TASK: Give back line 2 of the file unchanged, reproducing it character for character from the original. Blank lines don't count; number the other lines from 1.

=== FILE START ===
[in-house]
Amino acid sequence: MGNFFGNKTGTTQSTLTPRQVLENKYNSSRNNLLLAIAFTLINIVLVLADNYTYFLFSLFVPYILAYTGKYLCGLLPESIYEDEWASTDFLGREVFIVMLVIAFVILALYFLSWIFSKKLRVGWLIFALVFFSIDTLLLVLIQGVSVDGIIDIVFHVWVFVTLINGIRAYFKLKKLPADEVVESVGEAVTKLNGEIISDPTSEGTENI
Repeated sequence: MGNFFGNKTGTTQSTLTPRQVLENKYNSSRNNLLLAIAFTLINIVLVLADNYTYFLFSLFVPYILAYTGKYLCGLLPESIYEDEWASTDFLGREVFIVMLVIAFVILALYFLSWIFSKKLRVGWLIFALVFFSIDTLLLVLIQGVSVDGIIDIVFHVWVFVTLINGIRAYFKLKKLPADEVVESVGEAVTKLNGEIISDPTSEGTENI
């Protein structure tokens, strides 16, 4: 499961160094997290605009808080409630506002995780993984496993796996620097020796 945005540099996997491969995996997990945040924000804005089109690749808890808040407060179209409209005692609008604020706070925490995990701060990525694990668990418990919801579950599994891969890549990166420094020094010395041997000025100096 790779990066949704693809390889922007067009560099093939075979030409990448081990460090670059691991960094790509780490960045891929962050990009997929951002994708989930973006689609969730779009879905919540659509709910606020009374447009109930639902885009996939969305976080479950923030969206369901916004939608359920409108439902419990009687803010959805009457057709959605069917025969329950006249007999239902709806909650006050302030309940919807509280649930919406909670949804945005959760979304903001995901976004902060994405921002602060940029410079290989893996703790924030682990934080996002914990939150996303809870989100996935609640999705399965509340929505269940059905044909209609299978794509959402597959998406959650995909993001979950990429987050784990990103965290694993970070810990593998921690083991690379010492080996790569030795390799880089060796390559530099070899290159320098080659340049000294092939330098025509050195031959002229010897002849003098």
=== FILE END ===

Amino acid sequence: MGNFFGNKTGTTQSTLTPRQVLENKYNSSRNNLLLAIAFTLINIVLVLADNYTYFLFSLFVPYILAYTGKYLCGLLPESIYEDEWASTDFLGREVFIVMLVIAFVILALYFLSWIFSKKLRVGWLIFALVFFSIDTLLLVLIQGVSVDGIIDIVFHVWVFVTLINGIRAYFKLKKLPADEVVESVGEAVTKLNGEIISDPTSEGTENI